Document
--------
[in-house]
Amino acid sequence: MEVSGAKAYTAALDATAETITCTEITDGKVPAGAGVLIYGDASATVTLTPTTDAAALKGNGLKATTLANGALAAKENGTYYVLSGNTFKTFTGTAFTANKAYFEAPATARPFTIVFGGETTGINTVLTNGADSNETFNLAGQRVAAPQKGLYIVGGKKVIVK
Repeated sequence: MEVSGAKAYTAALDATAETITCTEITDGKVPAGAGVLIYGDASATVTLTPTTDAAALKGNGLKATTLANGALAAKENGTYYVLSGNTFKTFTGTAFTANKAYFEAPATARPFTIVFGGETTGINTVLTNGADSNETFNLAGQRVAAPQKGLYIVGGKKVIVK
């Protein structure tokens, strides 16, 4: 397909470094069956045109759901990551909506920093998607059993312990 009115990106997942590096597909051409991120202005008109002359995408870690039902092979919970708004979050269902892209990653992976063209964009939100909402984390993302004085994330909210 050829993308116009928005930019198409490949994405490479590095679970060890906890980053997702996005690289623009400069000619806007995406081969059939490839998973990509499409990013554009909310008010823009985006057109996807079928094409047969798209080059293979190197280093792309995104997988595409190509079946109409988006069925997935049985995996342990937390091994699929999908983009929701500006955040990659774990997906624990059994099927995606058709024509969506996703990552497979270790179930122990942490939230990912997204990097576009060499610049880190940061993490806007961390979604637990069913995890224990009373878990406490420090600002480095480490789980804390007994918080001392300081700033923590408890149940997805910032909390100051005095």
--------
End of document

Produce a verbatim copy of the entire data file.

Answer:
[in-house]
Amino acid sequence: MEVSGAKAYTAALDATAETITCTEITDGKVPAGAGVLIYGDASATVTLTPTTDAAALKGNGLKATTLANGALAAKENGTYYVLSGNTFKTFTGTAFTANKAYFEAPATARPFTIVFGGETTGINTVLTNGADSNETFNLAGQRVAAPQKGLYIVGGKKVIVK
Repeated sequence: MEVSGAKAYTAALDATAETITCTEITDGKVPAGAGVLIYGDASATVTLTPTTDAAALKGNGLKATTLANGALAAKENGTYYVLSGNTFKTFTGTAFTANKAYFEAPATARPFTIVFGGETTGINTVLTNGADSNETFNLAGQRVAAPQKGLYIVGGKKVIVK
């Protein structure tokens, strides 16, 4: 397909470094069956045109759901990551909506920093998607059993312990 009115990106997942590096597909051409991120202005008109002359995408870690039902092979919970708004979050269902892209990653992976063209964009939100909402984390993302004085994330909210 050829993308116009928005930019198409490949994405490479590095679970060890906890980053997702996005690289623009400069000619806007995406081969059939490839998973990509499409990013554009909310008010823009985006057109996807079928094409047969798209080059293979190197280093792309995104997988595409190509079946109409988006069925997935049985995996342990937390091994699929999908983009929701500006955040990659774990997906624990059994099927995606058709024509969506996703990552497979270790179930122990942490939230990912997204990097576009060499610049880190940061993490806007961390979604637990069913995890224990009373878990406490420090600002480095480490789980804390007994918080001392300081700033923590408890149940997805910032909390100051005095």